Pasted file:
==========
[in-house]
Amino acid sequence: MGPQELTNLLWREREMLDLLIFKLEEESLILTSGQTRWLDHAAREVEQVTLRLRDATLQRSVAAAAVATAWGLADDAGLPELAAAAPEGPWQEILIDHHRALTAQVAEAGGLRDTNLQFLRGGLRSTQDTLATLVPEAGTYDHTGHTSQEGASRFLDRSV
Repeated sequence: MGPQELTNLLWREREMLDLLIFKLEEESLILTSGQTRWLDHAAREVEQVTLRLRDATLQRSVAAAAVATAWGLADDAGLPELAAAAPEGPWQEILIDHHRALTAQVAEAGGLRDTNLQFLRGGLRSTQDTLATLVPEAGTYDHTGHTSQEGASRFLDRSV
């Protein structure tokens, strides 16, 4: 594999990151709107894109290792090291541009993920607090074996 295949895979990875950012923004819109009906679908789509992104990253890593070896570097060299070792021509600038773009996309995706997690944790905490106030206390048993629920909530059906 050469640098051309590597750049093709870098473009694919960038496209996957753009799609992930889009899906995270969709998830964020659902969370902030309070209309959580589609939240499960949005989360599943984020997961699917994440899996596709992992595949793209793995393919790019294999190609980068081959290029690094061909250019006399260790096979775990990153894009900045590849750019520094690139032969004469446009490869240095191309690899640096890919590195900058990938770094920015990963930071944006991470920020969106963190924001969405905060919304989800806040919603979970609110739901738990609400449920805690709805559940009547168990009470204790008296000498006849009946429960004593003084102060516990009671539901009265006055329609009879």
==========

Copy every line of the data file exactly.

[in-house]
Amino acid sequence: MGPQELTNLLWREREMLDLLIFKLEEESLILTSGQTRWLDHAAREVEQVTLRLRDATLQRSVAAAAVATAWGLADDAGLPELAAAAPEGPWQEILIDHHRALTAQVAEAGGLRDTNLQFLRGGLRSTQDTLATLVPEAGTYDHTGHTSQEGASRFLDRSV
Repeated sequence: MGPQELTNLLWREREMLDLLIFKLEEESLILTSGQTRWLDHAAREVEQVTLRLRDATLQRSVAAAAVATAWGLADDAGLPELAAAAPEGPWQEILIDHHRALTAQVAEAGGLRDTNLQFLRGGLRSTQDTLATLVPEAGTYDHTGHTSQEGASRFLDRSV
């Protein structure tokens, strides 16, 4: 594999990151709107894109290792090291541009993920607090074996 295949895979990875950012923004819109009906679908789509992104990253890593070896570097060299070792021509600038773009996309995706997690944790905490106030206390048993629920909530059906 050469640098051309590597750049093709870098473009694919960038496209996957753009799609992930889009899906995270969709998830964020659902969370902030309070209309959580589609939240499960949005989360599943984020997961699917994440899996596709992992595949793209793995393919790019294999190609980068081959290029690094061909250019006399260790096979775990990153894009900045590849750019520094690139032969004469446009490869240095191309690899640096890919590195900058990938770094920015990963930071944006991470920020969106963190924001969405905060919304989800806040919603979970609110739901738990609400449920805690709805559940009547168990009470204790008296000498006849009946429960004593003084102060516990009671539901009265006055329609009879």